Many more women than men want to dance. Cyndi Lauper wrote “Girls Just Wanna Have Fun” and I’m saying “women want to dance.” This appears to be true all the way up and down the age spectrum. There are always men who are excellent dancers and love to dance too, but they are relatively rare. (Any of you guys looking for love, take notice! If you are a good dancer, a genuinely nice guy, and not skeevy, you’ve really got something!)
An internet video called “Dance like nobody’s watching: mall” shows a woman (Angela Trimbur) dancing alone (and very well) in a mall and being almost completely ignored by passers by.
And there it is, my point entirely:
Who is dancing? Where? Why? And who is noticing?
I’ve had a great vantage point as a bandleader and singer for observing how people’s responses to music and dancing have changed over the past three decades. I’m going to write one post every week for the next four weeks on how these kinds of fun have changed. So for this week, the issue is women’s experiences of fun with dancing.
From the 1940s through the 1960s, dancing in male-female couples was a cultural model of heterosexual romance and a familiar experience for many Americans. Big band swing, ballroom dances, and early rock n roll supplied soundtracks for couples to dance to. A breaking point came with the Twist in 1960. Couples could now dance separately, without touching.
Over the past fifty years since then, couple dancing has ebbed and flowed in popularity, influenced by musical and dance styles such as disco and dance movies such as Saturday Night Fever (1977) and Dirty Dancing (1987). Since then, dance styles have been heavily influenced by hiphop, rap, and music videos that feature solo or group dancers more often than couples.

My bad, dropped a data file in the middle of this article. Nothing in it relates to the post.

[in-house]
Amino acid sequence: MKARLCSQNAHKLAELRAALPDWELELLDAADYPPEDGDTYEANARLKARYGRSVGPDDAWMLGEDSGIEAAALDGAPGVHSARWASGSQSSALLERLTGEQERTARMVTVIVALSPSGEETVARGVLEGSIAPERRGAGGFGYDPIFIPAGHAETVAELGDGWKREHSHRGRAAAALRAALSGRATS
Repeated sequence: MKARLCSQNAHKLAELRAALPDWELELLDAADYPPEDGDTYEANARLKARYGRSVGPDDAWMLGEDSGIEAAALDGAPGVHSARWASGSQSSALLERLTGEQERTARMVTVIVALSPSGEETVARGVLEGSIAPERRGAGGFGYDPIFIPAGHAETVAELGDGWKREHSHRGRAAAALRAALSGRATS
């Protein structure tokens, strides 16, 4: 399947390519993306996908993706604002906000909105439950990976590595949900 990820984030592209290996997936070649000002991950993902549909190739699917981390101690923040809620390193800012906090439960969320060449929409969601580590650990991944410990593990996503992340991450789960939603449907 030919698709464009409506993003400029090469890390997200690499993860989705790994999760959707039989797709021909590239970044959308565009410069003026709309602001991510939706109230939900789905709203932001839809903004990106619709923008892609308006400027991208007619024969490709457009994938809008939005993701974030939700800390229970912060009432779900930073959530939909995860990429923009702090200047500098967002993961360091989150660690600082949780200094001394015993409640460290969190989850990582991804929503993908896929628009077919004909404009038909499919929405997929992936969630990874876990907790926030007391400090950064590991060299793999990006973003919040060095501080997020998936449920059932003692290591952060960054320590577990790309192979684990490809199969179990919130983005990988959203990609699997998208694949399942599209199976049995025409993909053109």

However, a British survey in 2007 found that Dirty Dancing remained number one on their list of women’s most-watched movies and those dance scenes still hold special appeal for women. Women still think dancing is fun—as well as potentially romantic or sexy.
Several months ago our band played a wedding in which “I Had the Time of My Life” was a theme song and the bride expressed hope that the end of the wedding would resemble that ending scene from Dirty Dancing (it did). Such joyful, intergenerational celebrations are not easy to find in places other than weddings these days. The dinner dances that clubs and organizations used to sponsor occur much less frequently now. Weddings are often the only chances for social dancing that many people have. I hear “maybe I can get my husband to dance with me” often enough to know that many women still want to dance more than their male partners do. Bands and DJs try to meet this pent-up demand from women by playing female anthems like “I Will Survive” and “Dancing Queen” that women can dance to in a group. We also know that structured activities like line dances allow women to participate without having partners.
But what if no one you know is getting married? Where else can you dance? If a need isn’t being met in one place, it will often show itself somewhere else. So women are dancing in exercise classes (typically with other women and led by a woman), we are dancing in gyms, YMCA’s, pools, and now even the mall; we are dancing for fitness, to enjoy movement and music, to have fun and feel sexy, and to be happy, but we are not dancing in couples that much or in traditional social situations the way people danced years ago.
Dancing and physical movement to music are just too much fun to miss. Think about your own experience. When was the last time you danced? How did you feel about it? Was it fun? Why or why not?